DHS deportation shift fuels Mexico tensions ahead of Tillerson trip
The Trump administration’s plan to ship illegal immigrants who enter the U.S. through Mexico back across the border regardless of their homeland could be one of many thorny issues Secretary of State Rex Tillerson will face on his first official trip to Mexico City on Wednesday.
A pair of DHS enforcement memos released Tuesday effectively carried out the executive actions on immigration that President Trump signed last month. They covered everything from the planning and construction of a U.S.-Mexico border wall to stepped-up deportations to the hiring of more enforcement agents.
But in one of the biggest shifts, the DHS called for using a long-standing but obscure U.S. law to send some illegal immigrants back to Mexico even if they are from other countries.
Previous U.S. policy called for only Mexican citizens to be sent to Mexico. Migrants known as “OTMs” — Other Than Mexicans — got flown back to their homelands.
Under the updated policy guidance, the U.S. would return certain illegal border crossers “to the foreign contiguous territory from which they arrived.” According to DHS, doing so “saves the Department’s detention and adjudication resources for other priority aliens.”
But some advocates and officials in Mexico – where President Trump’s immigration policies have long been unpopular – already are saying they’re not prepared to take those migrants back.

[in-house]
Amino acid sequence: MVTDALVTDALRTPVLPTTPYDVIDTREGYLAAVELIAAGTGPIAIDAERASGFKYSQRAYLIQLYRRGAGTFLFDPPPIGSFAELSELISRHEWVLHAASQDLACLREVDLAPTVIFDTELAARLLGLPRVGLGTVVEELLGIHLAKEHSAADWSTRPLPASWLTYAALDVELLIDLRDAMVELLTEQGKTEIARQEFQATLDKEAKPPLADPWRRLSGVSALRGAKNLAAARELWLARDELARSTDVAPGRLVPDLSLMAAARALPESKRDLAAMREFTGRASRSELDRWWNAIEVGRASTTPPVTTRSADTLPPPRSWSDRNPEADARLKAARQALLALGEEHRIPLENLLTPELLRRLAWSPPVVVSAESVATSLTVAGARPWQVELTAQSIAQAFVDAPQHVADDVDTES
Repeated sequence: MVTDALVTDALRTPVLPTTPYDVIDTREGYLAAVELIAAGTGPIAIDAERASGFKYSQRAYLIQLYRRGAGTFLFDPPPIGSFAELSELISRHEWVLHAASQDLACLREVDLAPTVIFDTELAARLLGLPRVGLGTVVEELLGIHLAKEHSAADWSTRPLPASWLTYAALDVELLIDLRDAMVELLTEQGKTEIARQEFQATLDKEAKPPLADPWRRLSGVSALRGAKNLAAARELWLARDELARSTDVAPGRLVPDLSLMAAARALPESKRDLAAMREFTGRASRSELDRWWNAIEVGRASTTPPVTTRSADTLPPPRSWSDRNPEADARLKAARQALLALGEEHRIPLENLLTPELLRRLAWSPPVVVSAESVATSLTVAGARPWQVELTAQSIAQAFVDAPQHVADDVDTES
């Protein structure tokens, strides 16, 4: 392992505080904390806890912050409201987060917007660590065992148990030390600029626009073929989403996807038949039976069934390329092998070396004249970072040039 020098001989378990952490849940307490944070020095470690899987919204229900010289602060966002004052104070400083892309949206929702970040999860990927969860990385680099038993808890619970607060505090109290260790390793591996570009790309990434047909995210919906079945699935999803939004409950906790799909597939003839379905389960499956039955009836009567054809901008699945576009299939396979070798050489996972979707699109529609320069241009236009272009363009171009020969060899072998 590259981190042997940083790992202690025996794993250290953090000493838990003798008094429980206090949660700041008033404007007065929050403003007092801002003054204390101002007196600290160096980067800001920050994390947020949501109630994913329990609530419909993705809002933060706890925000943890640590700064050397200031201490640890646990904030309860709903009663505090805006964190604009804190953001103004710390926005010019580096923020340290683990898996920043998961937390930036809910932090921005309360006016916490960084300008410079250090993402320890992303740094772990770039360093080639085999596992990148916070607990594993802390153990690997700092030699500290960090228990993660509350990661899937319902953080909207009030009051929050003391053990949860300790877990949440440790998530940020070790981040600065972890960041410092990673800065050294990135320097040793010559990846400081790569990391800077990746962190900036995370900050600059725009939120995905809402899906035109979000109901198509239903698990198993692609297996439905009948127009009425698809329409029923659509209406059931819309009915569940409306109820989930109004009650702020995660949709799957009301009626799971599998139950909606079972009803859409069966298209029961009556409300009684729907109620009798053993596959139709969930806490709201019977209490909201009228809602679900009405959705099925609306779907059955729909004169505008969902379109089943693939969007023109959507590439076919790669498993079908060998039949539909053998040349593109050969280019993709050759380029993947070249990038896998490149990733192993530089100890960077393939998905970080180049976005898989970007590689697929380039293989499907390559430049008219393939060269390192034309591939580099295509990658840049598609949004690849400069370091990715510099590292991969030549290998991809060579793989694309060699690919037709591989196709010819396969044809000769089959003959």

“Not in any way, shape or form,” the Rev. Patrick Murphy, a priest who runs the Casa del Migrante shelter in the border city of Tijuana, told The Associated Press.
Victor Clark, director of Tijuana’s Binational Center for Human Rights, said Mexico can simply refuse to accept non-Mexican deportees. “They come through one by one, and when the Mexican immigration agent sees a person who isn’t Mexican, he tells the ICE agent, ‘I can’t accept this person, he’s not Mexican,’ and they return him to the United States.”
The new policy could result in new deportee and refugee camps along the border, raising the question of which government should pay for new facilities.
Mexican officials repeatedly have rejected Trump’s demand that they foot the bill for his ordered southern border wall. For Tillerson, the deportation change is yet another issue fueling tensions between the U.S. and Mexico that he likely will confront on his visit this week – along with questions about the wall, U.S.-Mexico trade and more.
Mexico’s government did not formally react to the DHS policy statements.
But in a hearing with Mexican senators, Mexico’s new ambassador to the United States, Geronimo Gutierrez, said, “Obviously, they are a cause for concern for the foreign relations department, for the Mexican government, and for all Mexicans.”
Gutierrez, though, praised the Trump administration’s release of the policies before Tillerson’s visit, calling that “a position that is much more straightforward and honorable, to make these positions known beforehand … so they can be discussed.”
There are precedents in Mexico for refugee camps.
In the 1980s and 1990s, Mexico took in about 46,000 Guatemalans fleeing civil war. With help from the United Nations, camps were set up in the southern states of Chiapas, Campeche and Quintana Roo. When peace accords were signed in Guatemala in the mid-1990s, almost 43,000 refugees and their children went home, but more than 30,000 Guatemalans and their children born in Mexico decided to stay.
The same thing could happen with any migrants housed in Mexico.